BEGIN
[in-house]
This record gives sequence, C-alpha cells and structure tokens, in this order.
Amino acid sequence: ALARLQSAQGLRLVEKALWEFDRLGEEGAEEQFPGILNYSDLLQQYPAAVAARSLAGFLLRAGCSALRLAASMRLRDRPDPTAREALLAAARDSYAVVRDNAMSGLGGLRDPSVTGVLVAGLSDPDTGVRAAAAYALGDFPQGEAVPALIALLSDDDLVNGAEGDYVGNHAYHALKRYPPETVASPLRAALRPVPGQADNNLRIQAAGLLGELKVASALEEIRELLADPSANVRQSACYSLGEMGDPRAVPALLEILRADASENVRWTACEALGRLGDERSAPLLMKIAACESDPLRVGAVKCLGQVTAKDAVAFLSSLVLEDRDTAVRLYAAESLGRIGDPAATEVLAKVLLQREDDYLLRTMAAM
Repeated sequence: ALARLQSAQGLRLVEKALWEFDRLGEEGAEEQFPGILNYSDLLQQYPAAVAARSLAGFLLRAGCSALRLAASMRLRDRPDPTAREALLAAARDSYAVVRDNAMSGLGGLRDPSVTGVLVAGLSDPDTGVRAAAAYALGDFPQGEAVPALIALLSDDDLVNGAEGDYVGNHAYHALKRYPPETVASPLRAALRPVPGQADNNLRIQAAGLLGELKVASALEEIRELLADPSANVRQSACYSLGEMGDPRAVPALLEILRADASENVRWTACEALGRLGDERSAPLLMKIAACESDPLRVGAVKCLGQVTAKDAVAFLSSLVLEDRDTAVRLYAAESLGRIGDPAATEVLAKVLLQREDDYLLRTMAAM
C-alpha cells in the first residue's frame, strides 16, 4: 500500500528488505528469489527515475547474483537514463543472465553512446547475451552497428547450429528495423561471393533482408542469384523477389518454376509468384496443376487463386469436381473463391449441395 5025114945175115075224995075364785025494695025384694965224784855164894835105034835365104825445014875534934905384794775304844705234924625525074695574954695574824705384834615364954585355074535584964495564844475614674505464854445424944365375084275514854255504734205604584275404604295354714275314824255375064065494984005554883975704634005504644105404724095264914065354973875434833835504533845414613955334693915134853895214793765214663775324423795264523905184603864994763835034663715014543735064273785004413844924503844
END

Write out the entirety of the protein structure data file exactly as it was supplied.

[in-house]
This record gives sequence, C-alpha cells and structure tokens, in this order.
Amino acid sequence: ALARLQSAQGLRLVEKALWEFDRLGEEGAEEQFPGILNYSDLLQQYPAAVAARSLAGFLLRAGCSALRLAASMRLRDRPDPTAREALLAAARDSYAVVRDNAMSGLGGLRDPSVTGVLVAGLSDPDTGVRAAAAYALGDFPQGEAVPALIALLSDDDLVNGAEGDYVGNHAYHALKRYPPETVASPLRAALRPVPGQADNNLRIQAAGLLGELKVASALEEIRELLADPSANVRQSACYSLGEMGDPRAVPALLEILRADASENVRWTACEALGRLGDERSAPLLMKIAACESDPLRVGAVKCLGQVTAKDAVAFLSSLVLEDRDTAVRLYAAESLGRIGDPAATEVLAKVLLQREDDYLLRTMAAM
Repeated sequence: ALARLQSAQGLRLVEKALWEFDRLGEEGAEEQFPGILNYSDLLQQYPAAVAARSLAGFLLRAGCSALRLAASMRLRDRPDPTAREALLAAARDSYAVVRDNAMSGLGGLRDPSVTGVLVAGLSDPDTGVRAAAAYALGDFPQGEAVPALIALLSDDDLVNGAEGDYVGNHAYHALKRYPPETVASPLRAALRPVPGQADNNLRIQAAGLLGELKVASALEEIRELLADPSANVRQSACYSLGEMGDPRAVPALLEILRADASENVRWTACEALGRLGDERSAPLLMKIAACESDPLRVGAVKCLGQVTAKDAVAFLSSLVLEDRDTAVRLYAAESLGRIGDPAATEVLAKVLLQREDDYLLRTMAAM
C-alpha cells in the first residue's frame, strides 16, 4: 500500500528488505528469489527515475547474483537514463543472465553512446547475451552497428547450429528495423561471393533482408542469384523477389518454376509468384496443376487463386469436381473463391449441395 5025114945175115075224995075364785025494695025384694965224784855164894835105034835365104825445014875534934905384794775304844705234924625525074695574954695574824705384834615364954585355074535584964495564844475614674505464854445424944365375084275514854255504734205604584275404604295354714275314824255375064065494984005554883975704634005504644105404724095264914065354973875434833835504533845414613955334693915134853895214793765214663775324423795264523905184603864994763835034663715014543735064273785004413844924503844